Abu Dhabi, UAESaturday 8 August 2020

Embrace ‘bespoke’ products and personalisation to get ahead amid mass e-commerce

As more transactions get moved online, personalisation can offer a competitive advantage

Customisation will be all the rage as mass-market e-commerce loses its lustre. AFP
Customisation will be all the rage as mass-market e-commerce loses its lustre. AFP

Modern e-commerce is designed for us to browse and shop from anywhere - so long as we have our smartphones. In many cases when online shopping, we don’t even need to interact with humans, except occasionally with the delivery person when they call asking for directions.

Last Ramadan, an Instagram advertisement kept popping up in my feed that promised the delivery of a customer's choice of a wide range of water brands to homes in Kuwait by watersouq.com. The trip to the grocery store could also be saved with Carrefour in the UAE delivering groceries to your doorstep. One of my friends depends completely on online shopping. She hadn’t stepped inside a mall in over a year.

All of these one-off examples of adventures in e-commerce perhaps point to mass production and digital automation. So are we witnessing less human interaction or fewer personalised services? Quite the opposite in fact as more customers are now looking for products and services that set them apart.

Two summers ago, I had a business meeting with the Berluti team in Paris. Founded by Alessandro Berluti in 1895, Berluti are known for crafting bespoke handmade shoes and tailored suits among other leather goods and apparel. Though we live in a fast-paced world, where businesses promise to deliver products in the span of hours, Berluti still offers bespoke products where every detail can be customised, and which often require months for production. Berluti’s tailors would travel to cities where their flagship stores are located, and clients get to meet the tailor for fittings and as a result have that personal relationship with them. I remember asking the team if customers are annoyed by the waiting period, and they said no, that that fact that the bespoke products would be one of a kind is worth the wait for them.

And it doesn’t end with products. More and more service providers are realising the importance of personalisation. The Four Seasons hotel brand offers a customisable sleep experience with the use of an innovative mattress system that allows customisation of the bed to each guest’s unique preference within minutes.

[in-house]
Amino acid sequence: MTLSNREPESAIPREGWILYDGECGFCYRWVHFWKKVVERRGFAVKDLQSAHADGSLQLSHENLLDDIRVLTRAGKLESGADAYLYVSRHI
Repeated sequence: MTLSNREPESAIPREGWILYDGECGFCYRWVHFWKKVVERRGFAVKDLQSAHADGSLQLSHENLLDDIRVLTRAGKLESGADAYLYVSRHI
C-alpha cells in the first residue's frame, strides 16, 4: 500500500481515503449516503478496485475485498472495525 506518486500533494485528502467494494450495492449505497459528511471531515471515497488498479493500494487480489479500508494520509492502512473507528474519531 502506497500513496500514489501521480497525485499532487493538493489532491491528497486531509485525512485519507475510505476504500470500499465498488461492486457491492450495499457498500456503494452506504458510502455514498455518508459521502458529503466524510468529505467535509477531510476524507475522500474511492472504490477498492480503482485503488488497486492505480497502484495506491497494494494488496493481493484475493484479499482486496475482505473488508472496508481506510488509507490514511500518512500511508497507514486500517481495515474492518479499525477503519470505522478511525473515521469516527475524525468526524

So, what does that mean for you as a business owner? As we go digital, we need to keep the experience personalised and add the human touch as the soul of the business. The use of AI and different software programmes can assist in keeping track of customers’ preferences and shopping history which make emails and other forms of contact easier to produce.

Make it personal, and not just about business, by adding a face and a personality - facets we can so often miss when dealing with online businesses. Introduce customers to your values and why you got into your line of work in the first place. One of the things I don’t particularly like about some Instagram-based businesses is how often you don't know who you are dealing with or who is behind a company. I am less likely to purchase a product without knowing who the brand's founder is, what is their mission or values or a bit about the company's history.

Sharing more about your company can be as simple as taking customers behind-the-scenes through your social media feed, where they can see your team in action like assembling a product or preparing it for shipment. This could take the form of a live feed where your followers on Instagram could ask you a question and get to know you and your business more. You could also send out a quarterly email or share a video updating your clients about your business, and what products or services they should be expecting. You could even throw an event where your customers could meet the team, the founders, and interact with them. I’ve personally found e-mail newsletters and Q&A social media sessions to be highly effective and can meet any budget.

As the world's migration keeps heading toward digital, offering more mass production and less human interaction, personalisation and the human touch will become more valuable, and the businesses that realise this earlier will win.

Manar Al Hinai is an award-winning Emirati journalist and entrepreneur, who manages her marketing and communications company in Abu Dhabi.

Updated: June 8, 2019 03:13 PM



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